Petitioners vs cybercrime law to ask SC to reconsider online libel ruling

DAVAO CITY (MindaNews/21 February) – Groups opposing Republic Act 10175 or the Cybercrime Prevention Act of 2012 today said they will ask the Supreme Court to reconsider its ruling that online libel as provided for in said law is constitutional.

Nica Dumlao, Foundation for Media Alternatives (FMA) program coordinator, said in a phone interview they will file a motion for reconsideration, as the law threatens to “harass human rights defenders or anyone critical of the government.”

“If this is upheld, what will happen to freedom of expression?”

Dumlao said the internet is a different playing field where the subjects of statements deemed libelous may answer at once unlike in channels mentioned in the Revised Penal Code, the law that defines traditional libel.

She added the petitioners will meet on Saturday, Feb. 22, in UP-Diliman for their next move on the case.

FMA is part of the Philippine Internet Freedom Alliance, a nationwide coalition of internet freedom advocates and one of the petitioners in the SC case.

The High Tribunal on Tuesday handed down the decision declaring as constitutional the provisions on online libel in RA 10175.

But Bayan Muna Rep. Karlos Isagani Zarate called the law a “curtailment of freedom of expression” and vowed that the battle to decriminalize libel will continue in Congress.

“We should not criminalize the act of expressing one’s opinion,” Zarate said in a phone interview. “If we feel slandered, one should only file civil damages against a person.”

He noted that several bills seeking to decriminalize libel have been filed in the House of Representatives.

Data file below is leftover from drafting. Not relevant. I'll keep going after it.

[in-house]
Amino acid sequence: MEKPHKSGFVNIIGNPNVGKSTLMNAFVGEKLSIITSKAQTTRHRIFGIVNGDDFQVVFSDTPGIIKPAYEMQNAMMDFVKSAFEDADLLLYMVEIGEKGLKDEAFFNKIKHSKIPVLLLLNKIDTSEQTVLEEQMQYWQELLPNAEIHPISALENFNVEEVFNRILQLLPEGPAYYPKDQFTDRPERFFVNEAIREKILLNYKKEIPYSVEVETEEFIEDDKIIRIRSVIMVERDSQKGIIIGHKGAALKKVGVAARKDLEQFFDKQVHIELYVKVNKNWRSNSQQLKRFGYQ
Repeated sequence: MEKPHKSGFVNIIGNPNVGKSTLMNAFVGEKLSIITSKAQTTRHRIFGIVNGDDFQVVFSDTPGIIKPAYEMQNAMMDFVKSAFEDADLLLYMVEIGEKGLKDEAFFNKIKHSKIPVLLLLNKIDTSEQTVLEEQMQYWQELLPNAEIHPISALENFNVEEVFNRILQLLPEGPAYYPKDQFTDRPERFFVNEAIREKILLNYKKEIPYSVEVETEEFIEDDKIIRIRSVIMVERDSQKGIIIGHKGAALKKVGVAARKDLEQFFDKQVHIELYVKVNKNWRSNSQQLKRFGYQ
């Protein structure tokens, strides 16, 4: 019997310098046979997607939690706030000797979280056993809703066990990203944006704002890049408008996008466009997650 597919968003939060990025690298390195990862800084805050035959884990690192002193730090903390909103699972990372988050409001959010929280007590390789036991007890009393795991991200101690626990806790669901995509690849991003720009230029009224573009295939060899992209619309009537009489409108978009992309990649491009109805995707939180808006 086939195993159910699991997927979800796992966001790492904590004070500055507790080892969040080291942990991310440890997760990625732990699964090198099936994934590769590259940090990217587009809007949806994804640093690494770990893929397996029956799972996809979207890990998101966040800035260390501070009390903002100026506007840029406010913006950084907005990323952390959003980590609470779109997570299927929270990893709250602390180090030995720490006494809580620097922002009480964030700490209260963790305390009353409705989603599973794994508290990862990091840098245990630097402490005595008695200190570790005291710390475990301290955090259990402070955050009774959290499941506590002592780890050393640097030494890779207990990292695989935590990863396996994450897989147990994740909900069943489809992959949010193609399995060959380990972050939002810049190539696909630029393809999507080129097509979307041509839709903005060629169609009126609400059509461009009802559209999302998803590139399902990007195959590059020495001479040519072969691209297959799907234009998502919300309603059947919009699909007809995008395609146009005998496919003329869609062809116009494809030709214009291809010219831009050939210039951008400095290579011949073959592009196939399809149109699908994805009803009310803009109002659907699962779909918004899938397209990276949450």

He said the petitioners would still push for the repeal of the law, calling it “Jurassic” and a product of colonial jurisprudence. “We are in a modern world. Filipinos are now more assertive.”

The problem, he said, was in the implementation of existing national laws.

Zarate said other laws such as the Electronic Commerce Act and Anti-Wiretapping Act already protect citizens from abuse.

“What is lacking is the implementation of law enforcement agencies such as the Department of Justice. For example, for protection against sex videos, we have the Anti-Voyeurism Act,” the lawmaker said.

He added Bayan Muna and other petitioners have not officially received a copy of the decision.

The Philippine Press Institute (PPI) also called RA 10175 “Jurassic” and called for its repeal.

In a statement, PPI chair Jesus Dureza said his group was supporting the move to file a motion for reconsideration “to enable the Supreme Court to take a second look at its ruling.”

He added the people can also ask Congress to decriminalize libel and “remove the penal sanctions in all statute books that impinge on our inalienable freedom of the press and freedom of expression.”

Some senators, including the usually feisty Miriam Defensor-Santiago, have declared support to calls for the decriminalization of libel.

Santiago said the right to freedom of expression occupies the highest spot in the Bill of Rights, and that any law that curtails such right should be declared unconstitutional.

Meanwhile, Mayor Rodrigo R. Duterte said he would “strictly implement” RA 10175 to protect women and children against abuse.

Aside from online libel, the SC decision also upheld the provisions penalizing cybersex.

“I will give no quarters,” Duterte said in an interview last Wednesday at the SMX Convention Center, SM Lanang Premier.

The mayor said he personally detests child abuse cases. “You are making a capital out of them,” he said. (MindaNews)